Although governance structures must be able to concurrently deliver value to shareholders and stakeholders, some firms still ignore influential stakeholders and sustain strategies and policies exclusively in favor of the shareholders. Shareholders and boardroom disputes are not a new theme. Common causes of disputes include “disagreements over the company’s strategy, the level of dividends, salaries paid to shareholders who also work for the business, disproportionate contributions of money and/or time from each shareholder, dealings between the company and a private business owned by one of the shareholders, the price to be paid when a shareholder is bought out. The problems can be particularly acute where one shareholder, or group of shareholders acting together, can override the wishes of a minority shareholder.”17
Friedman’s stockholder theory states that a firm’s only responsibility is to increase its profits, which is inconsistent with the idea of any level of responsibility for stakeholders (Friedman 1962). According to Smith,18 “scandals at Enron, Global Crossing, ImClone, Tyco International, and WorldCom, concerns about the independence of accountants who are charged with auditing financial statements, and questions about the incentive schema and investor recommendations... have all provided rich fodder for those who question the premise of shareholder supremacy. Many observers have claimed that these scandals serve as evidence of the failure of the shareholder theory - that managers primarily have a duty to maximize shareholder returns - and the victory of stakeholder theory, which says that a manager’s duty is to balance the shareholders’ financial interests against the interests of other stakeholders such as employees, customers, and the local community, even if it reduces shareholder returns.”
However, Freeman (not to be mistaken for the previously cited Friedman) recommends that management can give due regard to the interests of stakeholders19 to address the “Principle of Who or What Really Counts” (Freeman 1984). Some authors have addressed the influence of stakeholder theory in the management of supply chains. Henry discussed a framework for analyzing stakeholder-management strategies in supply chain collaboration to “to show how prior dyadic relations with a stakeholder and perception of situational demands on the relationship determine the choice of aggressive versus cooperative strategies in managing stakeholder relationships.”20
Regardless of any theoretical dispute, real-world practice indicates the changing agent should be the company’s CEO. The CEO must have the power to influence other governance structures and rebalance the organizational focus to approximate stakeholders as a means of establishing alliances and creating an environment with wise competitors, which are, as cited before, the conglomerate of complementary businesses that work together to win in the market and to deliver value to their shareholders and stakeholders.
Figure 1.21 Triggering the transformation
Visibility allows organizations to sense market oscillation and anticipate strategies, policies, and practices. The basic knowledge dynamics are founded upon three building blocks (Oliveira and Gimeno, 2014), which are typical of the traditional value chain:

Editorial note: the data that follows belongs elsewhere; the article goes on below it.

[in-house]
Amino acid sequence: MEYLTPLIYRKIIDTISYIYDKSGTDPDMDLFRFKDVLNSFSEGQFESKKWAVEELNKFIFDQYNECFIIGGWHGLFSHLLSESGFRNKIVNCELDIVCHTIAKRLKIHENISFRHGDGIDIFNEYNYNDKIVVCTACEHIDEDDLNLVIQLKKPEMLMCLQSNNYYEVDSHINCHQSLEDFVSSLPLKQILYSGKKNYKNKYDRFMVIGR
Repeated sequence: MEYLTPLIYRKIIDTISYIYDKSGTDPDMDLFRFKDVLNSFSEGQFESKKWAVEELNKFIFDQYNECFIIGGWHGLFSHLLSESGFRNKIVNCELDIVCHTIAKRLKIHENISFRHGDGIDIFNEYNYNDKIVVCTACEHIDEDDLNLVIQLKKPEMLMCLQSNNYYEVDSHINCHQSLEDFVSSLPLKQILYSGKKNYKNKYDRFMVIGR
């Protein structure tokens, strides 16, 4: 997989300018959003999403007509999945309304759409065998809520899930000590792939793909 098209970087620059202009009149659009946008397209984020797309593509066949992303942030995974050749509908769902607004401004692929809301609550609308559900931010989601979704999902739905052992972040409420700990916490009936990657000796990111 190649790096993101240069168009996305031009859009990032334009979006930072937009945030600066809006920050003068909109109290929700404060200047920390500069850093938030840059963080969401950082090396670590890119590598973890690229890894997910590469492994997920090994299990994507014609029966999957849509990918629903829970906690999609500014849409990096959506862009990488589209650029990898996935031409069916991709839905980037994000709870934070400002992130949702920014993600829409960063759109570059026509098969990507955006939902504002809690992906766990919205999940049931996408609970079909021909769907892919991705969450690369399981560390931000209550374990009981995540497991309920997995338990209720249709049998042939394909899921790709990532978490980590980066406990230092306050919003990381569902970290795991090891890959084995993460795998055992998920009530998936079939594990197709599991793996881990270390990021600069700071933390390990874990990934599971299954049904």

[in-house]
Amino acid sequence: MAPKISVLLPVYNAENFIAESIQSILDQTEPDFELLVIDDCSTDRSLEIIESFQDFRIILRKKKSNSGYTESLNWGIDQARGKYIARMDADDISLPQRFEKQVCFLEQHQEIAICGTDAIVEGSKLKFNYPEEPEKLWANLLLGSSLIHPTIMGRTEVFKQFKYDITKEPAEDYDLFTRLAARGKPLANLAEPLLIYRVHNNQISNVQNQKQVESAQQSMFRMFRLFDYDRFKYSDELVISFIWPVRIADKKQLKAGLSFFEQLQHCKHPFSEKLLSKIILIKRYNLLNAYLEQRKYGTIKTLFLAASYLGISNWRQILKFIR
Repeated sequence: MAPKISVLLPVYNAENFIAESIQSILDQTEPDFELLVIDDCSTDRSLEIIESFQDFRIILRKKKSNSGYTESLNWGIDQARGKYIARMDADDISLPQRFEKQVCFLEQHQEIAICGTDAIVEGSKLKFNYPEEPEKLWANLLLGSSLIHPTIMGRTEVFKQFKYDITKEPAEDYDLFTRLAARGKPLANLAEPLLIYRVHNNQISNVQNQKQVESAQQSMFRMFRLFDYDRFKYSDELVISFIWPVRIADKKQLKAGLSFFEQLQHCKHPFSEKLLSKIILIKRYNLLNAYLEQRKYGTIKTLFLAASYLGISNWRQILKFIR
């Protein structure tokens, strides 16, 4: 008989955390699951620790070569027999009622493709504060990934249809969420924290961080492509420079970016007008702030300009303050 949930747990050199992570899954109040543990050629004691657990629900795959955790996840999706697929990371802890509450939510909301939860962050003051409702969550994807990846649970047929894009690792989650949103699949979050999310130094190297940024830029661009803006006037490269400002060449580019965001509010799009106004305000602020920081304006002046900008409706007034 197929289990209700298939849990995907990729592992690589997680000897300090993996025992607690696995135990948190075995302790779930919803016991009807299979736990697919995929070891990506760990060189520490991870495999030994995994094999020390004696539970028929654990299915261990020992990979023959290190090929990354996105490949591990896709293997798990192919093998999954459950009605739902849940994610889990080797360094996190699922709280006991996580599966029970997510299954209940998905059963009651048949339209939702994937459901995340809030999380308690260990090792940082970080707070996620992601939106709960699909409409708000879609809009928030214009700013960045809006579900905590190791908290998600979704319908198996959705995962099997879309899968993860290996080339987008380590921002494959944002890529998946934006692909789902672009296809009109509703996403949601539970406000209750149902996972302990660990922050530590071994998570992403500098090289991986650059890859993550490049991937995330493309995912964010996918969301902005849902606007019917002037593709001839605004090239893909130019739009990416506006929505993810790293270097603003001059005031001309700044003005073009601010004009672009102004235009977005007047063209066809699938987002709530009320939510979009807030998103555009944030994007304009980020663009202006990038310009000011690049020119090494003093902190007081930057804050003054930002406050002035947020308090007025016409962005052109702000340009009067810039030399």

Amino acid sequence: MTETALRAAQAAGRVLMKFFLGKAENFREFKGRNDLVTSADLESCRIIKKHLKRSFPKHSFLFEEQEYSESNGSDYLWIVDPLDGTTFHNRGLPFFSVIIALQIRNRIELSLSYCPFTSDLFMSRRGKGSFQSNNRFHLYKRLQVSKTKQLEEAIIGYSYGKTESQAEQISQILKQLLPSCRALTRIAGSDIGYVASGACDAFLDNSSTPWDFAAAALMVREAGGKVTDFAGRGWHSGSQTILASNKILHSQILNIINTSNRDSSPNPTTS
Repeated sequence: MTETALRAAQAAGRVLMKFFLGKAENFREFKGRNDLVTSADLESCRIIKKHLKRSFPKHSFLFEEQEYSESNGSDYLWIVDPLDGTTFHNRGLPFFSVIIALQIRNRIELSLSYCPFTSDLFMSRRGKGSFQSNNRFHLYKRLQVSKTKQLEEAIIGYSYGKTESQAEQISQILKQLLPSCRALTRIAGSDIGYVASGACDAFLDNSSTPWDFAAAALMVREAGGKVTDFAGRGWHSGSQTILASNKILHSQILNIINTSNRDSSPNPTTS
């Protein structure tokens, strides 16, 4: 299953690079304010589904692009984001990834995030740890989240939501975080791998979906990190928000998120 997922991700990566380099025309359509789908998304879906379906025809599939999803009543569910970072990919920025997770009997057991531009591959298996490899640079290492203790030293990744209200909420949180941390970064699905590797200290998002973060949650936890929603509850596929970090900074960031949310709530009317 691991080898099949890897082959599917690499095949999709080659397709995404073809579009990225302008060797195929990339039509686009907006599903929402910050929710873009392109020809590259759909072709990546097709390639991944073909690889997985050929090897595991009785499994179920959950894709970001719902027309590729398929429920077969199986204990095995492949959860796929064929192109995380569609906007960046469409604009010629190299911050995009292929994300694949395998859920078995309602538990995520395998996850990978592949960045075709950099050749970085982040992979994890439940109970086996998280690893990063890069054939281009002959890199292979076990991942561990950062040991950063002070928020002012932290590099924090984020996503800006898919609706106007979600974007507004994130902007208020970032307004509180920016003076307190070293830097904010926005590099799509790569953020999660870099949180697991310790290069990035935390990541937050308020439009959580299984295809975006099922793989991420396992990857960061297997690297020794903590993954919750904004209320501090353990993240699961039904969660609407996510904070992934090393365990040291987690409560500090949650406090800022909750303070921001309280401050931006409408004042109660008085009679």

- Irreversible continuous expansion
- Reactive segmentation
- Structured specialization
Knowledge expansion results from everyday interactions within the members of an organization or between them and members of other organizations. This continuous mechanism transforms the cumulative knowledge base. As the organization’s combined knowledge is in constant expansion, it requires a more elaborate informational architecture capable of assuring the progress of flows.
Knowledge segmentation is an almost automatic reaction in order to accommodate the immense inflow that permanently influences any business. This unplanned reaction has limited effectiveness to facilitate a value adding decision-making momentum. The blocks of knowledge recently created are quite heterogeneous due to the lack of a precise filtering mechanism.
The immediate consequence of this early knowledge segmentation is the formation of disconnected knowledge islands. The boundaries of these islands are initially defined both by the hierarchical levels (horizontal layers) and the departmental structures (vertical layers) most companies have. This effect is not restricted to a single company’s boundaries.
As illustrated in Figure 1.23, there is no difficulty in understanding the multiplying effect as we consider suppliers, customers, logistics service providers (LSPs), and other elements of our immediate supply chain or even our extended supply network.
Figure 1.22 Firm-centered knowledge dynamics
Figure 1.23 Knowledge isolation effect
Knowledge specialization requires a deeper understanding of companies’ operations and a clear view on how to adequately allocate people in order to deliver process performance and business goals.
The knowledge specialization process looks at the knowledge structures created during the segmentation phase and adds specific expertise to establish a minimum set of rules for the informational flows.